She was like a second mother, my sister Ruby. While it’s difficult to remember all the details of that time, I can distinctly recollect her being warm and understanding where my own mother was sometimes gruff and exacting.
The event that remains permanently etched in my memory was when Ruby allowed me to help run the wet clothes through the wringing rollers in her old-fashioned washing machine. I was probably 7 or 8 years old, and very conscientious it seems. Wanting to do it correctly, I hung onto the piece of clothing a tad longer than I should have as it made its way through the wringer. In seconds my hand was being dragged along, all the way up my forearm. Screaming bloody murder, I was rescued by my sister who came running to unplug the machine. I’m sure I steered clear of that fandangled contraption after that.
As a youngster I spent a good deal of time with Ruby and her cowboy husband, Steve Autry. I’ve no idea what brought him to Maui back in the ’50s. Perhaps he was lured by the image of roping horses and riding Brahma bulls in the annual rodeo held at the base of Haleakala, the island’s dormant volcano. Or maybe he thought he’d work at what he knew best…being a cowboy and whatever that entailed.
My sister and her husband made an unusual couple in those days…a lanky, 6 footer whose mischievous, blue eyes peered out from beneath strands of blonde hair streaked by the island sun. His tanned face, deeply lined and freckled. Standing alongside him, Ruby was inches shorter. Hair cut short in the natural ebony color of the island women. A jaunty smile compared to her husband’s. A crooked one that partially hid his tobacco-stained teeth.
Watching my brother-in-law roll cigarettes was always captivating. First came the crisp, creamy-hued slip of rectangular paper, followed by the tobacco pouch. With deft agility he’d tug at the strings of the pouch so that a slim rivulet of tobacco dribbled onto the paper. Taking the strings between his front teeth, Steve would draw the pouch’s opening to a close. Returning it to the shirt pocket over his heart, he’d take the nearly finished cigarette between his thumbs and index fingers. Using his pointy, long tongue he’d spread just enough saliva along the length of one side of the paper allowing him to fasten it to the other side. Slipping the newly-minted cigarette between his lips, my brother-in-law would light it with the strike of a match along the underside of his boot.
To a clueless kid like me, it was pretty cool stuff.
A few years younger than me, my niece and I would often accompany her dad, as he scoured landfills and roadsides for stuff to resell, especially scrap metal. Growing up poor meant not having many toys like friends who did. So climbing over piles of junk in search of hidden treasures was fun. It was kind of exciting to see what I’d find under the rubble. One discovery turned out to be more than I bargained for. Watch for that story in a future post.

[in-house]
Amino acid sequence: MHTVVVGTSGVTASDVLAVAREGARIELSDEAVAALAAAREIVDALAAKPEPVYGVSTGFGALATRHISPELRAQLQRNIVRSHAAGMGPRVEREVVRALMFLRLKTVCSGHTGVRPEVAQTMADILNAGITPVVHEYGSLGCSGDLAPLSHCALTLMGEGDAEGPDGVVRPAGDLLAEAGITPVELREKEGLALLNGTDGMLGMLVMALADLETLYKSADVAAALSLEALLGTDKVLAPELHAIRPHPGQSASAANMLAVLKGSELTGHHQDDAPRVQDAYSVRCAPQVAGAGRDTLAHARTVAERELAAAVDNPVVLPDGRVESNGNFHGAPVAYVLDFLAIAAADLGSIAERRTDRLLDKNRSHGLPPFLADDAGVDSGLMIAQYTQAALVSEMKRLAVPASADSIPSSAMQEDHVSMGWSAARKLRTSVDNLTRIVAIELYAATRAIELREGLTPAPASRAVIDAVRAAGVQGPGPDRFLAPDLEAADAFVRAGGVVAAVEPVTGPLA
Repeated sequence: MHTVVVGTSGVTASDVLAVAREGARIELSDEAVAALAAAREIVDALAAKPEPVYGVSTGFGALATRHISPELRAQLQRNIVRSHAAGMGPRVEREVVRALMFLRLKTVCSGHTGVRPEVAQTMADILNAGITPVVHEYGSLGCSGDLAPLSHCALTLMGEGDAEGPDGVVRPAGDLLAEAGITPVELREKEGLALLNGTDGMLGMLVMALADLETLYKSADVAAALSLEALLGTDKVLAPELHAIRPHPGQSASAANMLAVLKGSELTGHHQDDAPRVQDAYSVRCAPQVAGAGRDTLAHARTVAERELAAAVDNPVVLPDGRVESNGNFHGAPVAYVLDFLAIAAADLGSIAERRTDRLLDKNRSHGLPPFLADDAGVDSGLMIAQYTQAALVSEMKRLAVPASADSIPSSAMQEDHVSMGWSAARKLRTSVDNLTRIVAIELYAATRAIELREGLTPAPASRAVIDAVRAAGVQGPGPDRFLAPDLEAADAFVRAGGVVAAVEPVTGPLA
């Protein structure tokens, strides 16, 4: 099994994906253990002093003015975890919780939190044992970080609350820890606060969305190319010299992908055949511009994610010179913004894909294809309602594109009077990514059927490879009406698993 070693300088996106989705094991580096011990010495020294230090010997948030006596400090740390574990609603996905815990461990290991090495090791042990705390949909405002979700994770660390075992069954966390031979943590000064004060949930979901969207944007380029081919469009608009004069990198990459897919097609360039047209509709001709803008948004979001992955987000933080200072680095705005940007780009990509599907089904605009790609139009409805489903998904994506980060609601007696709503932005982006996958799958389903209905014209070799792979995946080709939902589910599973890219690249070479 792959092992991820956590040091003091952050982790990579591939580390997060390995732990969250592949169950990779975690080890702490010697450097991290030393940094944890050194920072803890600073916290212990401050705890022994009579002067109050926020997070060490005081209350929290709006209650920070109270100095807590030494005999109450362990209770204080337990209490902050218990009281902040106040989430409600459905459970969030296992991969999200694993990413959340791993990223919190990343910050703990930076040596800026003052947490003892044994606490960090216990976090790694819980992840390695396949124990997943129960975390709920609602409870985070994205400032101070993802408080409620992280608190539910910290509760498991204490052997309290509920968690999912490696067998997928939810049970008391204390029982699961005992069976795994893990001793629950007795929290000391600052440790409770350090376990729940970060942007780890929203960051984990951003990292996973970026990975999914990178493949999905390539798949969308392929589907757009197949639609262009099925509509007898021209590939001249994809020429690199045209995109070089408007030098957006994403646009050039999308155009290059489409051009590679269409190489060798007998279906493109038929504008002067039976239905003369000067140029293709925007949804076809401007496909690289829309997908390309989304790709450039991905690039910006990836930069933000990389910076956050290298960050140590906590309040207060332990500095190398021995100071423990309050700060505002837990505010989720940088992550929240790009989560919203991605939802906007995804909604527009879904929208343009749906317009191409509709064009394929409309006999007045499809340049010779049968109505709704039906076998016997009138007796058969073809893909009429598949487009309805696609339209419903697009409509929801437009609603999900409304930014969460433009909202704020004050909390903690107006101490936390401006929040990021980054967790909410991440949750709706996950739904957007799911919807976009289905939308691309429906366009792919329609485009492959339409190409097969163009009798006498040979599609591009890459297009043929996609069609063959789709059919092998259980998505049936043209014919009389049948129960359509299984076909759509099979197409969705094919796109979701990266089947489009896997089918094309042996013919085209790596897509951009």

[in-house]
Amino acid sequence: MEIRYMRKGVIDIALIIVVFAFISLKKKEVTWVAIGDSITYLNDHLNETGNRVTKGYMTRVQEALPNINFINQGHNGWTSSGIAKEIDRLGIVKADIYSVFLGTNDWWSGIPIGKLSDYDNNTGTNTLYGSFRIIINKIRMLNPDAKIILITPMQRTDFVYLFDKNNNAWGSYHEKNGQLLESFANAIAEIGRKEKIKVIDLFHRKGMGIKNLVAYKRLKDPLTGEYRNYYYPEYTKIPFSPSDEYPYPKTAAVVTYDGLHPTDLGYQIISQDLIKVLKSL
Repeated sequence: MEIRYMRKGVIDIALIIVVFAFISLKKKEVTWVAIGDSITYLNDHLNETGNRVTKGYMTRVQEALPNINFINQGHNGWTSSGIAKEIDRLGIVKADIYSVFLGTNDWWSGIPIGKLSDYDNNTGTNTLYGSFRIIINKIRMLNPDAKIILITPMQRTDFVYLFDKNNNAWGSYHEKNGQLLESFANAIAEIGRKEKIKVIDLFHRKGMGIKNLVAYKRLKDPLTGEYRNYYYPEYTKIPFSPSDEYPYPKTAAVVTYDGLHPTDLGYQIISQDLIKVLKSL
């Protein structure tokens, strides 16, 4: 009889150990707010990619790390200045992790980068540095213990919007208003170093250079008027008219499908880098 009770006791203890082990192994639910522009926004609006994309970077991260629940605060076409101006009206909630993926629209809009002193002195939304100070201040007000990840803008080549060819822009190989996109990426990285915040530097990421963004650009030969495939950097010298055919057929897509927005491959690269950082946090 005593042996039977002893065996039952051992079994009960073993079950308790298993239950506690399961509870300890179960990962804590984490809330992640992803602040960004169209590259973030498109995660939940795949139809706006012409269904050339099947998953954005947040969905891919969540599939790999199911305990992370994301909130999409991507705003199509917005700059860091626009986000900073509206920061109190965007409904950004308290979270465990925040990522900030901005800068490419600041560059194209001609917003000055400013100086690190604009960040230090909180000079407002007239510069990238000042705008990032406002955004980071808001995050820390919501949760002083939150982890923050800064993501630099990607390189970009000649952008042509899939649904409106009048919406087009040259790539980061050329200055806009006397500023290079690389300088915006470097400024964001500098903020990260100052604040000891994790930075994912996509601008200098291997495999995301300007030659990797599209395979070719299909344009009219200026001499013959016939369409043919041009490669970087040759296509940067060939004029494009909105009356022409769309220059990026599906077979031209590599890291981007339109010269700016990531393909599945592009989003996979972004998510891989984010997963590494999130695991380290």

They might have made it as a country singing duet. With Steve on the guitar and Ruby singing harmony, they sounded like the real thing. Not that I’d had much opportunity to hear country music, but I knew what I liked and I liked what I heard. My favorite was a haunting lullaby which included some yodeling. My sister yodeled beautifully. Imagine that! An island gal yodeling as naturally as though she’d been born on the range. I’m certain my love of singing blossomed during these impromptu song fests right there on the front steps of their house.
Sadly for Ruby and her daughter, the cowboy didn’t remain a permanent fixture. He and my sister divorced when I was a preteen. Since they’d moved to Honolulu, the islands’ designated “big city,” I would spend part of my summers with them. And much later when I returned to attend the University of Hawaii, my sister Ruby’s apartment was where I went the first couple of summers after I vacated the college dorms.
My sister didn’t have an easy life, raising a child on her own. In fact, my young niece lived with my mom and me for a couple of years on Maui while Ruby sought to earn a living. I’m not certain, but it may be that she continued to struggle until the end which came on July 27. She died of lung cancer, a result of decades of cigarette smoking.
I will remember Ruby as a soft-spoken mediator, a comforting presence, humble, self-sacrificing and perhaps easily overcome by stronger personalities, like my mom. I truly believe she would give the shirt off her back if someone needed it more than she. I’m sorry we’d not been in touch later in life, but she seemed content with where she’d finally landed…living with her daughter and her family. Secreted away from the turmoil she’d known, it felt right to let her be, to let her live in peace and quiet, no longer saddled by the burdens of others. At least I’m hoping that’s how it was.
…blessed are the peacemakers…
…for they shall be called children of God.